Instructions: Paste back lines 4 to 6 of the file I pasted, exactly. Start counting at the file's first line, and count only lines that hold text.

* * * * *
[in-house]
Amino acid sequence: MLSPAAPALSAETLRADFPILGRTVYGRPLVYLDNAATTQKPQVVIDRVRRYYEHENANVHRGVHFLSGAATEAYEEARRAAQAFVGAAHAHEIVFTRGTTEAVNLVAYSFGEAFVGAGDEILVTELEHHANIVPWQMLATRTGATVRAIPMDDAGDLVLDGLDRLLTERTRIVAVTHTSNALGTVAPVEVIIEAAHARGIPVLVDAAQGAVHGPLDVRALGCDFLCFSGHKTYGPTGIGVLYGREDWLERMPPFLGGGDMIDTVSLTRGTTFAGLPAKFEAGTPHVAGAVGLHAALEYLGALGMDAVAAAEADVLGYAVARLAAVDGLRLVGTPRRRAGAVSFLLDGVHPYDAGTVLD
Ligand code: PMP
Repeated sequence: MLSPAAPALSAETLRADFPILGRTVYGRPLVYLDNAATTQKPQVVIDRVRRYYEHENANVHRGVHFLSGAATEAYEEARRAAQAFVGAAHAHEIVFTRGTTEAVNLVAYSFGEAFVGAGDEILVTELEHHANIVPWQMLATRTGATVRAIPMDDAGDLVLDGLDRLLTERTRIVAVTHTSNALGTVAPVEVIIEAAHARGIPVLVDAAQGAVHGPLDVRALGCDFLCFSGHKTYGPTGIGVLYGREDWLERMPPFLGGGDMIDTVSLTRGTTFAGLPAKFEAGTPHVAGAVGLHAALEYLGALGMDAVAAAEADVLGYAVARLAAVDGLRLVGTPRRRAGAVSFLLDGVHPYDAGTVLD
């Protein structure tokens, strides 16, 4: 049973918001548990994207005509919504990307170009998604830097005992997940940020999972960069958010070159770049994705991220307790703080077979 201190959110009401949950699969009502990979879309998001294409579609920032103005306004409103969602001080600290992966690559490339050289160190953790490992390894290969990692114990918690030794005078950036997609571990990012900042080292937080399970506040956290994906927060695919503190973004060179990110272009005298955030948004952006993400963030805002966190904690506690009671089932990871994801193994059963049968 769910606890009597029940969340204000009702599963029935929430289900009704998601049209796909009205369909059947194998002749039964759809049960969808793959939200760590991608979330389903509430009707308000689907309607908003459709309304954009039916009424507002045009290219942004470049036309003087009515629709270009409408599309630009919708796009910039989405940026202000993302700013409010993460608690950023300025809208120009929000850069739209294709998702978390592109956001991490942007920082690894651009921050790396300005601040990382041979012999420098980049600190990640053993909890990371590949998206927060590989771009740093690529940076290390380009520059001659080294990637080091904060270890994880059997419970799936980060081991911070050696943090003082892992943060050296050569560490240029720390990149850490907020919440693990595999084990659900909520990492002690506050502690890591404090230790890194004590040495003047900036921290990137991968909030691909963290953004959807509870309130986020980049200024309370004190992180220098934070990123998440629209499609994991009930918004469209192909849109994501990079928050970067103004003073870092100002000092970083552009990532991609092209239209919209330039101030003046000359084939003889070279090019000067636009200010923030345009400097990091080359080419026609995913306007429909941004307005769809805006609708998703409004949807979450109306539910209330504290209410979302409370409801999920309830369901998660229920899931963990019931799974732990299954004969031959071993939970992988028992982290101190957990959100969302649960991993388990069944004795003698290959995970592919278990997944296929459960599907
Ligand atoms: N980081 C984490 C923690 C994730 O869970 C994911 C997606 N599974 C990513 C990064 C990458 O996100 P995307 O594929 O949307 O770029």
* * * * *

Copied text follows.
Repeated sequence: MLSPAAPALSAETLRADFPILGRTVYGRPLVYLDNAATTQKPQVVIDRVRRYYEHENANVHRGVHFLSGAATEAYEEARRAAQAFVGAAHAHEIVFTRGTTEAVNLVAYSFGEAFVGAGDEILVTELEHHANIVPWQMLATRTGATVRAIPMDDAGDLVLDGLDRLLTERTRIVAVTHTSNALGTVAPVEVIIEAAHARGIPVLVDAAQGAVHGPLDVRALGCDFLCFSGHKTYGPTGIGVLYGREDWLERMPPFLGGGDMIDTVSLTRGTTFAGLPAKFEAGTPHVAGAVGLHAALEYLGALGMDAVAAAEADVLGYAVARLAAVDGLRLVGTPRRRAGAVSFLLDGVHPYDAGTVLD
């Protein structure tokens, strides 16, 4: 049973918001548990994207005509919504990307170009998604830097005992997940940020999972960069958010070159770049994705991220307790703080077979 201190959110009401949950699969009502990979879309998001294409579609920032103005306004409103969602001080600290992966690559490339050289160190953790490992390894290969990692114990918690030794005078950036997609571990990012900042080292937080399970506040956290994906927060695919503190973004060179990110272009005298955030948004952006993400963030805002966190904690506690009671089932990871994801193994059963049968 769910606890009597029940969340204000009702599963029935929430289900009704998601049209796909009205369909059947194998002749039964759809049960969808793959939200760590991608979330389903509430009707308000689907309607908003459709309304954009039916009424507002045009290219942004470049036309003087009515629709270009409408599309630009919708796009910039989405940026202000993302700013409010993460608690950023300025809208120009929000850069739209294709998702978390592109956001991490942007920082690894651009921050790396300005601040990382041979012999420098980049600190990640053993909890990371590949998206927060590989771009740093690529940076290390380009520059001659080294990637080091904060270890994880059997419970799936980060081991911070050696943090003082892992943060050296050569560490240029720390990149850490907020919440693990595999084990659900909520990492002690506050502690890591404090230790890194004590040495003047900036921290990137991968909030691909963290953004959807509870309130986020980049200024309370004190992180220098934070990123998440629209499609994991009930918004469209192909849109994501990079928050970067103004003073870092100002000092970083552009990532991609092209239209919209330039101030003046000359084939003889070279090019000067636009200010923030345009400097990091080359080419026609995913306007429909941004307005769809805006609708998703409004949807979450109306539910209330504290209410979302409370409801999920309830369901998660229920899931963990019931799974732990299954004969031959071993939970992988028992982290101190957990959100969302649960991993388990069944004795003698290959995970592919278990997944296929459960599907
Ligand atoms: N980081 C984490 C923690 C994730 O869970 C994911 C997606 N599974 C990513 C990064 C990458 O996100 P995307 O594929 O949307 O770029």